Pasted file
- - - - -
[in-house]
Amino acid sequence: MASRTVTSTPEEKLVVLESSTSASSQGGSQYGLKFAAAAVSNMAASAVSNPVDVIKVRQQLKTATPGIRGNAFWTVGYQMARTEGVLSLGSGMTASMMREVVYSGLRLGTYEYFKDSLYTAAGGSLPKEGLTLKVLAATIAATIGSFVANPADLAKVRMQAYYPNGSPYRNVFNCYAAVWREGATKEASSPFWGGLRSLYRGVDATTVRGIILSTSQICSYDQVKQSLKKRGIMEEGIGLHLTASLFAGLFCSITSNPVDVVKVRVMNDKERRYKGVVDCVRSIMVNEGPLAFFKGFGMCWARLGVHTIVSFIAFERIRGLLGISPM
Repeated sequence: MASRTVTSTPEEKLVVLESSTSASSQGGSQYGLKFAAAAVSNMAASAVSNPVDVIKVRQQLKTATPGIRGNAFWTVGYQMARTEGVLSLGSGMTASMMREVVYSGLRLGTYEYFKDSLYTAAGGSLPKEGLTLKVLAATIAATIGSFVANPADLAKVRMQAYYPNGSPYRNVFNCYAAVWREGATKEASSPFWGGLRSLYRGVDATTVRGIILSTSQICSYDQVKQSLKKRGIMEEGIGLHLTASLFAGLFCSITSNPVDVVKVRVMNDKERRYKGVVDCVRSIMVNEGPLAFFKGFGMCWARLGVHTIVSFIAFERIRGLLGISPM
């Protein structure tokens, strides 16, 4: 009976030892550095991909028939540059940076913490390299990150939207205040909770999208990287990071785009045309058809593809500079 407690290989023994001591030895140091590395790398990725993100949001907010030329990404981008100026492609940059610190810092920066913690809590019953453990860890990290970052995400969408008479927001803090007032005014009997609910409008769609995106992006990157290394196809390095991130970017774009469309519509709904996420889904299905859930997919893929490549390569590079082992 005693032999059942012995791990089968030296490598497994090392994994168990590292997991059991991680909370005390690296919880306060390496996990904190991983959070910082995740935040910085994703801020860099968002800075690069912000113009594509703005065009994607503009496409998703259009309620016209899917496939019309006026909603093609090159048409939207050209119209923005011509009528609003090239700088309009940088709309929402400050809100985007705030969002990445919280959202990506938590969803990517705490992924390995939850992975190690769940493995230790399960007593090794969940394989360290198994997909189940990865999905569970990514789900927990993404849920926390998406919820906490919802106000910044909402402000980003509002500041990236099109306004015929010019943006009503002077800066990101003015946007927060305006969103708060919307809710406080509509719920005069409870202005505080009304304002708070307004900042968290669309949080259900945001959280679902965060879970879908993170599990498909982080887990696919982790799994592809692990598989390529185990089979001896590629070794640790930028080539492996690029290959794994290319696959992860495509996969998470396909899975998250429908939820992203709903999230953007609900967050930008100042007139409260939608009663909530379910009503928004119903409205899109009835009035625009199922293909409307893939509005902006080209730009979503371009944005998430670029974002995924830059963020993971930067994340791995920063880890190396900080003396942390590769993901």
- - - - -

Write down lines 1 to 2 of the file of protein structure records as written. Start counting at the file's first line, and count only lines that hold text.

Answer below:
[in-house]
Amino acid sequence: MASRTVTSTPEEKLVVLESSTSASSQGGSQYGLKFAAAAVSNMAASAVSNPVDVIKVRQQLKTATPGIRGNAFWTVGYQMARTEGVLSLGSGMTASMMREVVYSGLRLGTYEYFKDSLYTAAGGSLPKEGLTLKVLAATIAATIGSFVANPADLAKVRMQAYYPNGSPYRNVFNCYAAVWREGATKEASSPFWGGLRSLYRGVDATTVRGIILSTSQICSYDQVKQSLKKRGIMEEGIGLHLTASLFAGLFCSITSNPVDVVKVRVMNDKERRYKGVVDCVRSIMVNEGPLAFFKGFGMCWARLGVHTIVSFIAFERIRGLLGISPM